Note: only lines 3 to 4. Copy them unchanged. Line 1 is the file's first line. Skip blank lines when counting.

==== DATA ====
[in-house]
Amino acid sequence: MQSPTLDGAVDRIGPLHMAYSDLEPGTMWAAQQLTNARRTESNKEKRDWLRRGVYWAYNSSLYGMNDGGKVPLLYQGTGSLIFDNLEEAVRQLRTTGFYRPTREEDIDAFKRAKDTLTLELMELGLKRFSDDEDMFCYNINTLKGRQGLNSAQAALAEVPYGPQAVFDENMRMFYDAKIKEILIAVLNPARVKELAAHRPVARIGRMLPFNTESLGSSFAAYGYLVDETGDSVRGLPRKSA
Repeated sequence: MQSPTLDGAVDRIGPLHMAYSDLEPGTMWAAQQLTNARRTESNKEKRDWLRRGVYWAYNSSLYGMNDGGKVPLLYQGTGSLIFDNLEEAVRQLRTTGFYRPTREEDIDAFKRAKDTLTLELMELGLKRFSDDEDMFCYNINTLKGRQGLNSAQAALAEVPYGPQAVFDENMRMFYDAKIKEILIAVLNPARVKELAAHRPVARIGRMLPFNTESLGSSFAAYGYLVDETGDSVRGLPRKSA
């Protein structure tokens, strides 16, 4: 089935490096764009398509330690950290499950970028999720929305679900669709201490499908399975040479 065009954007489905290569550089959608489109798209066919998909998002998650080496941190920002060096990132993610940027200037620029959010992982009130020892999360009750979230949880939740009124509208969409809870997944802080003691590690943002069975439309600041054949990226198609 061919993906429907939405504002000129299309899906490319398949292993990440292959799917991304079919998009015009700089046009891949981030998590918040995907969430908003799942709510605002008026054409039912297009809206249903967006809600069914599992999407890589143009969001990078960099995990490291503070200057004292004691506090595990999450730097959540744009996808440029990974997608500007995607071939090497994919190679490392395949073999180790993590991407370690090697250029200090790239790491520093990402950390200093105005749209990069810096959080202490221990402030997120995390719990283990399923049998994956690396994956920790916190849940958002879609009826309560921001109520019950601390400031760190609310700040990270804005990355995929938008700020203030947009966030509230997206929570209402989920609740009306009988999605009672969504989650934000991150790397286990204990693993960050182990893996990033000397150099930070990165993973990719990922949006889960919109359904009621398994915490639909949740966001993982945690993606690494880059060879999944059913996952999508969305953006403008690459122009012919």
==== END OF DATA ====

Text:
Repeated sequence: MQSPTLDGAVDRIGPLHMAYSDLEPGTMWAAQQLTNARRTESNKEKRDWLRRGVYWAYNSSLYGMNDGGKVPLLYQGTGSLIFDNLEEAVRQLRTTGFYRPTREEDIDAFKRAKDTLTLELMELGLKRFSDDEDMFCYNINTLKGRQGLNSAQAALAEVPYGPQAVFDENMRMFYDAKIKEILIAVLNPARVKELAAHRPVARIGRMLPFNTESLGSSFAAYGYLVDETGDSVRGLPRKSA
């Protein structure tokens, strides 16, 4: 089935490096764009398509330690950290499950970028999720929305679900669709201490499908399975040479 065009954007489905290569550089959608489109798209066919998909998002998650080496941190920002060096990132993610940027200037620029959010992982009130020892999360009750979230949880939740009124509208969409809870997944802080003691590690943002069975439309600041054949990226198609 061919993906429907939405504002000129299309899906490319398949292993990440292959799917991304079919998009015009700089046009891949981030998590918040995907969430908003799942709510605002008026054409039912297009809206249903967006809600069914599992999407890589143009969001990078960099995990490291503070200057004292004691506090595990999450730097959540744009996808440029990974997608500007995607071939090497994919190679490392395949073999180790993590991407370690090697250029200090790239790491520093990402950390200093105005749209990069810096959080202490221990402030997120995390719990283990399923049998994956690396994956920790916190849940958002879609009826309560921001109520019950601390400031760190609310700040990270804005990355995929938008700020203030947009966030509230997206929570209402989920609740009306009988999605009672969504989650934000991150790397286990204990693993960050182990893996990033000397150099930070990165993973990719990922949006889960919109359904009621398994915490639909949740966001993982945690993606690494880059060879999944059913996952999508969305953006403008690459122009012919």